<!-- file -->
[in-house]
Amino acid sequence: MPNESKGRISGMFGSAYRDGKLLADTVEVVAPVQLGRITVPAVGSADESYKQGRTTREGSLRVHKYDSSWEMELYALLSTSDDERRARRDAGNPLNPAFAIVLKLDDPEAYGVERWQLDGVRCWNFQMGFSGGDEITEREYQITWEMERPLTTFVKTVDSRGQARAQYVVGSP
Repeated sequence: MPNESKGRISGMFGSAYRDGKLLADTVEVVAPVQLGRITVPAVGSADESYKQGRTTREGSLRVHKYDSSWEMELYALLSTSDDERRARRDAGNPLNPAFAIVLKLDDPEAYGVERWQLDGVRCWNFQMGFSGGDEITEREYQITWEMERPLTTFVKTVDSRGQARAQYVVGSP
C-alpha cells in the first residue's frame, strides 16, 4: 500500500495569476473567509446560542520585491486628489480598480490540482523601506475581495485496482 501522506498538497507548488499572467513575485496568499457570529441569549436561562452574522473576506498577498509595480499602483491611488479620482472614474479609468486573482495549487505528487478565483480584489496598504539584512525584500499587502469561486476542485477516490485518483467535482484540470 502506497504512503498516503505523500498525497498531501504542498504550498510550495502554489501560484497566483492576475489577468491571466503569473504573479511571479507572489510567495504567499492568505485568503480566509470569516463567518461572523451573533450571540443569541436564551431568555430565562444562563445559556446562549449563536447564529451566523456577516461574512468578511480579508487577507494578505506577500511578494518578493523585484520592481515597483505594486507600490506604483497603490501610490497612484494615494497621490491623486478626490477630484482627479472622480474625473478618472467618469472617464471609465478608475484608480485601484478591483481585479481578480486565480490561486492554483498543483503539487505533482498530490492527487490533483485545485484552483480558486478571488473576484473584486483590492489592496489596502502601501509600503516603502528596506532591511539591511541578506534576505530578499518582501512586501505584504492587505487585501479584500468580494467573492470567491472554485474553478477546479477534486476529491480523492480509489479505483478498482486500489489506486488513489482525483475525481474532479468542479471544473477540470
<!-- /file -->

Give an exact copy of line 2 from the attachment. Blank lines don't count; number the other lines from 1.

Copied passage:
Amino acid sequence: MPNESKGRISGMFGSAYRDGKLLADTVEVVAPVQLGRITVPAVGSADESYKQGRTTREGSLRVHKYDSSWEMELYALLSTSDDERRARRDAGNPLNPAFAIVLKLDDPEAYGVERWQLDGVRCWNFQMGFSGGDEITEREYQITWEMERPLTTFVKTVDSRGQARAQYVVGSP